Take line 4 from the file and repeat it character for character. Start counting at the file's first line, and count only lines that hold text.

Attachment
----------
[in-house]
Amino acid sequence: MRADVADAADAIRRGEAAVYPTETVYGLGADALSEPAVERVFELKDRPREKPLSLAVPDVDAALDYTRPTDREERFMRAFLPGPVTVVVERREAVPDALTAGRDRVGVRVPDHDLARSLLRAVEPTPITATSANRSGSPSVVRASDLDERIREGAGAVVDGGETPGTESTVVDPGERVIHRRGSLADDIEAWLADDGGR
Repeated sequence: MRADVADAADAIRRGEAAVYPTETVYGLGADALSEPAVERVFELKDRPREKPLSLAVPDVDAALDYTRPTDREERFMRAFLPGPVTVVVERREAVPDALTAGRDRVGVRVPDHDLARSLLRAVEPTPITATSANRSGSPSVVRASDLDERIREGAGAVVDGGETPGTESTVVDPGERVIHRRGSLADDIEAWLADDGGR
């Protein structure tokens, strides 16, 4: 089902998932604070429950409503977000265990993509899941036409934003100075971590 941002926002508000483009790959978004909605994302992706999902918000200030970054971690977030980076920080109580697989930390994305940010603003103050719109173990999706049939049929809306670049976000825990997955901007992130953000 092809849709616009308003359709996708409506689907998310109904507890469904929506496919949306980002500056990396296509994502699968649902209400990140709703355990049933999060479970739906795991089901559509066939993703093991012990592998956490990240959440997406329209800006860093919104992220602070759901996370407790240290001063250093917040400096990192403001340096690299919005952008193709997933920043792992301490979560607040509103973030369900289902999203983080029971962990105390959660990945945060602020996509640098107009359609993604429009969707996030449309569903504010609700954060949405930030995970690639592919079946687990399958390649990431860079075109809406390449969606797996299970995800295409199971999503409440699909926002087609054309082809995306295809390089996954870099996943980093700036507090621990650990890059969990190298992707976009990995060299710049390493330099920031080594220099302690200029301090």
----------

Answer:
């Protein structure tokens, strides 16, 4: 089902998932604070429950409503977000265990993509899941036409934003100075971590 941002926002508000483009790959978004909605994302992706999902918000200030970054971690977030980076920080109580697989930390994305940010603003103050719109173990999706049939049929809306670049976000825990997955901007992130953000 092809849709616009308003359709996708409506689907998310109904507890469904929506496919949306980002500056990396296509994502699968649902209400990140709703355990049933999060479970739906795991089901559509066939993703093991012990592998956490990240959440997406329209800006860093919104992220602070759901996370407790240290001063250093917040400096990192403001340096690299919005952008193709997933920043792992301490979560607040509103973030369900289902999203983080029971962990105390959660990945945060602020996509640098107009359609993604429009969707996030449309569903504010609700954060949405930030995970690639592919079946687990399958390649990431860079075109809406390449969606797996299970995800295409199971999503409440699909926002087609054309082809995306295809390089996954870099996943980093700036507090621990650990890059969990190298992707976009990995060299710049390493330099920031080594220099302690200029301090």